Q. Pouvez-vous nous préciser combien de militaires sont atteints par le COVID-19 dans les missions et opérations militaires PSDC de l'UE? Est-il bien exact que les formations sont suspendues ? Est-il exact qu'un pays a demandé aux Européens de rester confinés ou repartir craignant une infection supplémentaire ? Dans un avenir proche, les missions PSDC pourraient-elles à la demande d'un pays tiers faire du conseil ou de l'assistance pour contenir l'épidémie de coronavirus, profitant de l'expérience de l'Europe en la matière ?

Pour l’instant nous n’avons pas de problème, nos missions et opérations ont pris des mesures rapides pour atténuer les risques et lutter contre la pandémie là où elle se trouve.

Evidemment il a fallu prendre des mesures de limitation de l’activité. Les réunions et déplacements non essentiels, ainsi que les activités en dehors des camps, ont été annulés là où ils ne sont pas fondamentaux pour la mission. Il y a des contrôles quotidiens du personnel et des règlements et installations de quarantaine ont été mis en place mais pour l’instant heureusement il n’a pas fallu les utiliser.

Du point de vue du degré opérationnel des missions, [notre opération navale] Atalanta ou [EUFOR] Althea maintiennent un fort niveau de capacité opérationnelle et nous pouvons dire qu’elles sont 100% actives. D'autres, comme nos missions militaires de formation, ont réduit le nombre de formations également en raison des contraintes imposées par les pays hôtes, mais maintiennent autant que possible d'autres activités, telles que des activités de conseil et en particulier maintenant ces activités de conseil s’élargissent à comment faire face à la pandémie en utilisant l’expérience que nous avons acquise là-dessus.

Ici à Bruxelles nous suivons [la situation] de près avec les commandants des missions, tous sont en contact avec les pays hôtes et les autres acteurs internationaux. Il y a une évaluation quotidienne des mesures qu’il faudrait prendre, le cas échéant, pour s’adapter à la situation telle qu’elle pourrait évoluer.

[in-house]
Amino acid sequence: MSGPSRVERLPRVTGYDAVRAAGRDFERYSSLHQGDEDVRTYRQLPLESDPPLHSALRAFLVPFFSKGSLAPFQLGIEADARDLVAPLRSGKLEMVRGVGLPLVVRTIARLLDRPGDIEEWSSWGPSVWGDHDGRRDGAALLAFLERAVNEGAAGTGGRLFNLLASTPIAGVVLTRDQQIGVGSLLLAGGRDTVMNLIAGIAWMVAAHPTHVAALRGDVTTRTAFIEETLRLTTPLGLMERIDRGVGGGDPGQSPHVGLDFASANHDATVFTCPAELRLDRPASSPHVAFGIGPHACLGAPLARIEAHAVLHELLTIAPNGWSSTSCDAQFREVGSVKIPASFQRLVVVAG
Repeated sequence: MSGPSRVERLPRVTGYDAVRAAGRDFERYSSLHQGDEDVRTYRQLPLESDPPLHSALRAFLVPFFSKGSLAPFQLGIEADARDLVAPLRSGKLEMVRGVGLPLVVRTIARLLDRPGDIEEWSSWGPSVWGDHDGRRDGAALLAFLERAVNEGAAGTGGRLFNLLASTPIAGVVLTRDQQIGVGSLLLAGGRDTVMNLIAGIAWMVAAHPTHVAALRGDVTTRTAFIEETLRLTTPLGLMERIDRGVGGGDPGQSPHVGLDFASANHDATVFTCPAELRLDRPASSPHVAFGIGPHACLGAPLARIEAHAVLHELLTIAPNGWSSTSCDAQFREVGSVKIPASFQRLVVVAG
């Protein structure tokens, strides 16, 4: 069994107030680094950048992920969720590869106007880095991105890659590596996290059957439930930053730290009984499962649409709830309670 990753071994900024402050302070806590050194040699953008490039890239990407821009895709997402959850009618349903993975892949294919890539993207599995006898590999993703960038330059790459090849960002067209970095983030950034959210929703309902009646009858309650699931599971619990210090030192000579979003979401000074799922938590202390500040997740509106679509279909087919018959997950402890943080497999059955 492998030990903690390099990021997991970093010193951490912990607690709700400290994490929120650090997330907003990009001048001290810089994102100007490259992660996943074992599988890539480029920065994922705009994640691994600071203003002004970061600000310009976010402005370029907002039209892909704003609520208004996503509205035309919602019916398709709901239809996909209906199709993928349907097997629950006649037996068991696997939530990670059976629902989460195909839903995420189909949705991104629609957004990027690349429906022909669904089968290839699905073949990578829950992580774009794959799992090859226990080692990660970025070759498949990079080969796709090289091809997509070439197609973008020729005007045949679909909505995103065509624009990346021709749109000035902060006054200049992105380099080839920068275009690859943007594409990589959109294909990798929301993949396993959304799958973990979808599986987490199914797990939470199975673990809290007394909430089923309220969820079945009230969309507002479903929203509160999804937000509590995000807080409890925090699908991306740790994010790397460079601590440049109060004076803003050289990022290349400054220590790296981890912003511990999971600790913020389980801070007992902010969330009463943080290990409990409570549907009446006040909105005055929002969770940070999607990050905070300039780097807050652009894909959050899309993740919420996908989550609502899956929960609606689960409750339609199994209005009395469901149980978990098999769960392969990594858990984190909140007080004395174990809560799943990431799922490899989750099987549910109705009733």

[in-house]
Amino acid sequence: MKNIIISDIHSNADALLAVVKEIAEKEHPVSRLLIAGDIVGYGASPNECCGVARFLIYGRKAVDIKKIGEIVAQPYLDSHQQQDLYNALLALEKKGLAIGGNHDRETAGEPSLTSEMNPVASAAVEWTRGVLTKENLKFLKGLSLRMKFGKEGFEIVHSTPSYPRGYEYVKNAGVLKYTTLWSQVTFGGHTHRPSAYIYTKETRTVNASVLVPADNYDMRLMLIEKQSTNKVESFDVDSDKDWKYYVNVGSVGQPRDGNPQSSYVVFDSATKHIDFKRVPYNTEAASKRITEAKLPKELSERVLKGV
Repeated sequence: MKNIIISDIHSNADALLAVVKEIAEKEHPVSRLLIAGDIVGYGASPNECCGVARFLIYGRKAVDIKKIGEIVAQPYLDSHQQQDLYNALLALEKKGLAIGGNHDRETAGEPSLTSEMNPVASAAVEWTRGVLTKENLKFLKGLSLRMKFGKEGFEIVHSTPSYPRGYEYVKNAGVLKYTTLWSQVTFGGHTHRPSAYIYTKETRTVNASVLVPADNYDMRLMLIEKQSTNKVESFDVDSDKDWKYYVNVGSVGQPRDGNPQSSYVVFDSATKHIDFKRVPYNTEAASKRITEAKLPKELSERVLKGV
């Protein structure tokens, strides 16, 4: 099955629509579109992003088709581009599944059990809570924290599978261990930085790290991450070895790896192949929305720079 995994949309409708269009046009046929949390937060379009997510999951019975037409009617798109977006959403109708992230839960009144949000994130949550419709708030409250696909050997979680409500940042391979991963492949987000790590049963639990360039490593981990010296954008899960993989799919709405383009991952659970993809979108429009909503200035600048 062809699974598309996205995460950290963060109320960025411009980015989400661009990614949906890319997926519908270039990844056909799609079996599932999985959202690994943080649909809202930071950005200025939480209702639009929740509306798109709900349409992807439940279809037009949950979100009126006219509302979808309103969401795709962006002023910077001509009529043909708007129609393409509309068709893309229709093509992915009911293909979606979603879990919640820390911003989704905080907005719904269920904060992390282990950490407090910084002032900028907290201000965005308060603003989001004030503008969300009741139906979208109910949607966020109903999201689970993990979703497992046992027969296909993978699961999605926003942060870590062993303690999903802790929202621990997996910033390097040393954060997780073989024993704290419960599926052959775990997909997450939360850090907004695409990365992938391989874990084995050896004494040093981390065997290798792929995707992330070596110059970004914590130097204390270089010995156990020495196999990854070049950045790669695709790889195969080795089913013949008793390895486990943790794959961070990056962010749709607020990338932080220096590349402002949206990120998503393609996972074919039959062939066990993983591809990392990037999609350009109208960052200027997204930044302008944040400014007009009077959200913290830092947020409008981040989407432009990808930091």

Q. Les ministres ont-ils discuté de l'appel de l'ONU pour l'assouplissement de certaines sanctions pour aider les pays à faire face à la crise du coronavirus ? Vous en avez parlé vendredi à la fin du Conseil. Que comptez-vous proposer précisément aux Etats membres? quand est-ce que cette proposition pourrait être publiée?

Les Etats membres se sont déjà accordés sur une position qui a été publiée sous la forme d’une déclaration et dans cette déclaration nous établissons de manière très claire qu’il faut absolument que les sanctions n’empêchent pas l’apport d’aide humanitaire, c’est pour cela que nous avons donné notre appui à la haute-commissaire aux droits humains, Michelle Bachelet, et nous avons demandé que tout le monde accorde les conditions nécessaires pour que tout le monde soit sûr que il n’y aura pas de sanctions pour ceux qui interviennent dans le cadre de l’acheminement de l’aide humanitaire.

Dans le cas des Nations Unies et de l’Union européenne c’est bien clair, nos sanctions ne posent pas de problème du point de vue de la facilitation de l’aide humanitaire. Mais nous demandons que cela soit fait [également] par d’autres pays qui ont établi des sanctions, et qu’il y ait des exemptions humanitaires pour fournir du matériel médical et des équipements aux pays qui subissent des sanctions: Cuba, Iran, la Corée du nord, la Syrie, le Venezuela, [afin que les sanctions] n’empêchent pas l’apport de l’aide humanitaire.

Je pense qu’il faut absolument éclaircir ce sujet, parce qu’il y a des acteurs financiers qui sont très réticents à participer au cheminement de l’aide humanitaire car ils ont peur de tomber sous des sanctions. Il faut absolument que cela soit mis au clair, que dans ces circonstances, plus que jamais, il n’y aura pas de sanctions pour ceux qui participent à l’échange de biens et services qui ont un rapport avec l’aide humanitaire plus nécessaire que jamais dans ces circonstances.